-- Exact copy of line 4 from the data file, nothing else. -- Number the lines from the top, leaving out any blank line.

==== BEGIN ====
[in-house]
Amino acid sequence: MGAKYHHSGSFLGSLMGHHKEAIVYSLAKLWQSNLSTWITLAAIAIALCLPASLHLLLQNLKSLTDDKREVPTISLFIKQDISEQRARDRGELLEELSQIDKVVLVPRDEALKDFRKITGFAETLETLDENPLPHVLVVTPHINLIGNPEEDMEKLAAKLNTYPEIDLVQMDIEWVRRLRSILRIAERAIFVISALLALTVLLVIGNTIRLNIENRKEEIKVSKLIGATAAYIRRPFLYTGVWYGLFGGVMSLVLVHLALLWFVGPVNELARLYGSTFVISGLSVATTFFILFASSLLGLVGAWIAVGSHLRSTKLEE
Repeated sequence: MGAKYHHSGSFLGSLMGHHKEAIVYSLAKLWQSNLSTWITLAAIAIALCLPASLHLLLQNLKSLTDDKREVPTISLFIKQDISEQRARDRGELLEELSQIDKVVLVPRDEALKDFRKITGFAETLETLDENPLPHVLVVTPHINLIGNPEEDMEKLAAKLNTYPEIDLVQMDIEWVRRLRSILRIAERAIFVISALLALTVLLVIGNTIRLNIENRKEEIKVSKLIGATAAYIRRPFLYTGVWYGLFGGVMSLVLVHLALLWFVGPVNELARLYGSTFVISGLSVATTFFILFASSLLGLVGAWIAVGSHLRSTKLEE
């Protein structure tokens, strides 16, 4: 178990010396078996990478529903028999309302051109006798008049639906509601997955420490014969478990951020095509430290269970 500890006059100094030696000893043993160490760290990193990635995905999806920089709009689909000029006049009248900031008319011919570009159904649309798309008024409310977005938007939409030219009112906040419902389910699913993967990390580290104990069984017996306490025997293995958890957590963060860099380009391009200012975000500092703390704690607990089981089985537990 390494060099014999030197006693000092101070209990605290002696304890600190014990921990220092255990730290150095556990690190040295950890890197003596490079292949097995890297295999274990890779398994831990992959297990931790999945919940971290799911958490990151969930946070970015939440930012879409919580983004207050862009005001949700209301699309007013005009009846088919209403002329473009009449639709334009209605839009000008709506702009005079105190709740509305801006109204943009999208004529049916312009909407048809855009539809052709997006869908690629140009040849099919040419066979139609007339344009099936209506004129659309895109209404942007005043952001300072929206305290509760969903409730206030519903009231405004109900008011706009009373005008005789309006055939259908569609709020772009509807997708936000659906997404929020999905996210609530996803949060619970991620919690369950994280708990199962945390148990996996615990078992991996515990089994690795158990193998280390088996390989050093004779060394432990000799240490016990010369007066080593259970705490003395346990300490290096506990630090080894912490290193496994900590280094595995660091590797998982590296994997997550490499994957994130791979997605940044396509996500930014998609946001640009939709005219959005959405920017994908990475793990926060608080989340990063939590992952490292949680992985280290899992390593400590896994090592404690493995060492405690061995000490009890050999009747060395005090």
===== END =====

């Protein structure tokens, strides 16, 4: 178990010396078996990478529903028999309302051109006798008049639906509601997955420490014969478990951020095509430290269970 500890006059100094030696000893043993160490760290990193990635995905999806920089709009689909000029006049009248900031008319011919570009159904649309798309008024409310977005938007939409030219009112906040419902389910699913993967990390580290104990069984017996306490025997293995958890957590963060860099380009391009200012975000500092703390704690607990089981089985537990 390494060099014999030197006693000092101070209990605290002696304890600190014990921990220092255990730290150095556990690190040295950890890197003596490079292949097995890297295999274990890779398994831990992959297990931790999945919940971290799911958490990151969930946070970015939440930012879409919580983004207050862009005001949700209301699309007013005009009846088919209403002329473009009449639709334009209605839009000008709506702009005079105190709740509305801006109204943009999208004529049916312009909407048809855009539809052709997006869908690629140009040849099919040419066979139609007339344009099936209506004129659309895109209404942007005043952001300072929206305290509760969903409730206030519903009231405004109900008011706009009373005008005789309006055939259908569609709020772009509807997708936000659906997404929020999905996210609530996803949060619970991620919690369950994280708990199962945390148990996996615990078992991996515990089994690795158990193998280390088996390989050093004779060394432990000799240490016990010369007066080593259970705490003395346990300490290096506990630090080894912490290193496994900590280094595995660091590797998982590296994997997550490499994957994130791979997605940044396509996500930014998609946001640009939709005219959005959405920017994908990475793990926060608080989340990063939590992952490292949680992985280290899992390593400590896994090592404690493995060492405690061995000490009890050999009747060395005090």